naththo: I would give them a championship if they did use the 14 bit raw.
Aside from star trails, I haven't seen an example where I could see a problem (and even that one was probably modified in post). It's such a big problem that no one can come up with an example where normal photos are ruined. You have to have high contrast areas and perhaps changing the exposure in post alters how it's decoded, but that's something you're likely to do with star trails or other astrophotography.
I would have thought the "star killer" NR would be a bigger problem. And yet again, the problem's been there and no one noticed. And Sony is not the only one with such an algorithm.
km25: The lens is too slow, no EVF ( not even opinion ). No 4k. Yeasterdays camera, for the world of tomorrow.
There are more than enough lenses for most people.
Rob Sims: Just a word about the cheap $100 kit lens, that keeps getting bashed by photo purists. Yes, everyone knows this lens was designed with software correction in mind... it suffers from barrel distortion at the wide end, CA and also vignetting. But for the target audience shooting JPG (All corrected automatically in camera) won't see this, and those dabbling in RAW (corrected automatically in LR) will be able to work around it. More important, is that the is sharp at the center, and sharp at the edges when down even 1 or 2 stops. Doesn't seem any worse than most other kit lenses (Fuji's expensive F2.8-4.0 excluded).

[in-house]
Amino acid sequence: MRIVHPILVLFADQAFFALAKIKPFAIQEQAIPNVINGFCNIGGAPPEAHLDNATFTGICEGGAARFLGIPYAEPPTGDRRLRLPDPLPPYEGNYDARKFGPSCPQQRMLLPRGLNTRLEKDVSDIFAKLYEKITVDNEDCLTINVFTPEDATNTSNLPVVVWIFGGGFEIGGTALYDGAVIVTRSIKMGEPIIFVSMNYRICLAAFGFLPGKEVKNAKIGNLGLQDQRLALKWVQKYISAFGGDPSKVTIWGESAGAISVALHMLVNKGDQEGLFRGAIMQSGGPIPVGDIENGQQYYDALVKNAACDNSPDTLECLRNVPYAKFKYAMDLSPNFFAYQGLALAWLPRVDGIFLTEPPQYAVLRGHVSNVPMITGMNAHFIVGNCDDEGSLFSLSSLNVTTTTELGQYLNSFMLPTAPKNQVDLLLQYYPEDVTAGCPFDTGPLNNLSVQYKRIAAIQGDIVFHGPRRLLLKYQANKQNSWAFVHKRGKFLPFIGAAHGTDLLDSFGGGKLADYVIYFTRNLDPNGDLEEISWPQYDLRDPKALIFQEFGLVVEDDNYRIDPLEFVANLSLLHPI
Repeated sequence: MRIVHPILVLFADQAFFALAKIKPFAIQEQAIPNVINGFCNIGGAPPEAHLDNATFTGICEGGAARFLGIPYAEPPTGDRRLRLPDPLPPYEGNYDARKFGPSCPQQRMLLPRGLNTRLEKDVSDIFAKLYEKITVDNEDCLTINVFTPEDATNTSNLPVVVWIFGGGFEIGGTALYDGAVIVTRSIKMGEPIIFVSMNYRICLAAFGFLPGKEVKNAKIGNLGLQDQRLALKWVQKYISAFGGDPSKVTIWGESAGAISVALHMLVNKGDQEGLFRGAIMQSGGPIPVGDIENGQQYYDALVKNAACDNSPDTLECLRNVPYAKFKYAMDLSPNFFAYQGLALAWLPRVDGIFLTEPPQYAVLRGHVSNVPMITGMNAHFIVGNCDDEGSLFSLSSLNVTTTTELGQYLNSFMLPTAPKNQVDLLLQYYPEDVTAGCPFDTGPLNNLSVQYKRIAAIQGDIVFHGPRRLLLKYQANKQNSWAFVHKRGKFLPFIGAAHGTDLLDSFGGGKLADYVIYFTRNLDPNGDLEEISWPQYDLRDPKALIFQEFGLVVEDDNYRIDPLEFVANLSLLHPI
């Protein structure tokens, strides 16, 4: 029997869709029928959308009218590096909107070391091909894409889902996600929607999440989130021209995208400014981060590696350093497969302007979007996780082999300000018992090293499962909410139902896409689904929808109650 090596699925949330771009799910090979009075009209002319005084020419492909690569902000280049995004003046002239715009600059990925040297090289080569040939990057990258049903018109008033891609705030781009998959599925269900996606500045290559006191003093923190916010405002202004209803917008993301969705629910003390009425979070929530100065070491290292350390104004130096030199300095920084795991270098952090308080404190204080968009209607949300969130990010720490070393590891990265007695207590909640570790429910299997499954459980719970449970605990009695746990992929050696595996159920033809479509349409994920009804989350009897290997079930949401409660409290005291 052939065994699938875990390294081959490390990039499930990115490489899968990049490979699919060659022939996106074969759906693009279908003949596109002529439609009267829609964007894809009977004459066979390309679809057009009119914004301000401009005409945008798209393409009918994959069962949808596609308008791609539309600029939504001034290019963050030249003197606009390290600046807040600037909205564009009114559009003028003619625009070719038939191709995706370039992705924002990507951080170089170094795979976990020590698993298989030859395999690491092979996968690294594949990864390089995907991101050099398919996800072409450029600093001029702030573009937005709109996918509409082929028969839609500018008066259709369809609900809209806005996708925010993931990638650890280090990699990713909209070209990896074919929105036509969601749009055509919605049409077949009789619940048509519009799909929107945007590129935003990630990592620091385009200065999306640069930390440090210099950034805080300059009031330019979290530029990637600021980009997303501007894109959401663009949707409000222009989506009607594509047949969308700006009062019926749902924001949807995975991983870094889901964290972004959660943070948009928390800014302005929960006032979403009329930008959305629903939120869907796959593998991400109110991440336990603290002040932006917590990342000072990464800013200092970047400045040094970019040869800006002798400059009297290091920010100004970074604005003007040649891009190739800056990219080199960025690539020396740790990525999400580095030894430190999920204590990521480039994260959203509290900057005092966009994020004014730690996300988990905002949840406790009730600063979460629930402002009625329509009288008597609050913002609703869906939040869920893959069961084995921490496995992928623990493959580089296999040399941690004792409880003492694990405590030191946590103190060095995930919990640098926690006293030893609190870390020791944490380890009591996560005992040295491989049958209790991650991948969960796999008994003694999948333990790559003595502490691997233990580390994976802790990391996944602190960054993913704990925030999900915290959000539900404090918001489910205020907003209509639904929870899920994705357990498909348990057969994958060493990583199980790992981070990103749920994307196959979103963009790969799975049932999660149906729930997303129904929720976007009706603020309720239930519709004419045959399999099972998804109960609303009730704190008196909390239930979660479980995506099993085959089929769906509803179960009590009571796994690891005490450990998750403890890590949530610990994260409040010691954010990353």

All comparisons I've seen point to it being as sharp as the original 18-55... and certainly no worse than the Pana 12-35 m43 lens that keeps getting mentioned. First 3 reviews that popped up in Google:http://erphotoreview.com/wordpress/?p=3618http://camerahoarders.com/sony-e_pz_16-50mm-e-mount-lens-review/2/http://www.photozone.de/sony_nex/842-sony1650f3556oss?start=2
Rob, the 18-105 sits in between those lenses in price. As for primes, I'm not sure what you want. There's not much room, for example, between the 50mm and 55mm. Sure, you can specify a price point in the middle, but the difference is not large.
M0P03: I want Sony to make this camera and A6000 without slow and bulky interchangeble lens. Fixed 24-100/2-4 same size would be much useful.
If you feel another system is better, buy it. There are many examples of fine photos that have come from the 16-50. Better lenses are available, and I recommend p rimes if you want real high quality.
It's an inexpensive kit lens. What do you want? It actually works well, better than people seem to expect that it should. People seem to just assume that it must be a poor kit lens. It does have it's quirks that you can either work with, or you can buy a more expensive lens.
The lens suggestion made by the OP would be large, bulky, and expensive, and still missing a huge chunk of valuable wide angle range. I don't get that. You're not going to see an f2-4 lens in a pancake, collapsible lens form factor like the 16-50pz.
Wow, that's opposite my experience -- 24mm seems to be the sweet spot for the 18-55, as people reported since the early days of Nex. Anyways, yeah, stop it down a bit and keep away from the ends and it's pretty decent.
"it's quite a bit heavier and longer (427g/110mm) than the 16-50 PZ - the one the OP has spoken of." The OP mentioned that he didn't want a "slow and bulky" zoom; the 16-50pz is not bulky, although it is "slow". Regardless, something has to give. Everything is a trade-off, but there are options.
You can buy the body-only, and add the 18-105G, which is a lot better range than 24-100.
This was shot as a JPEG, through a double pane window, cropped, and given some film-like post-processing from DxO (no RAW).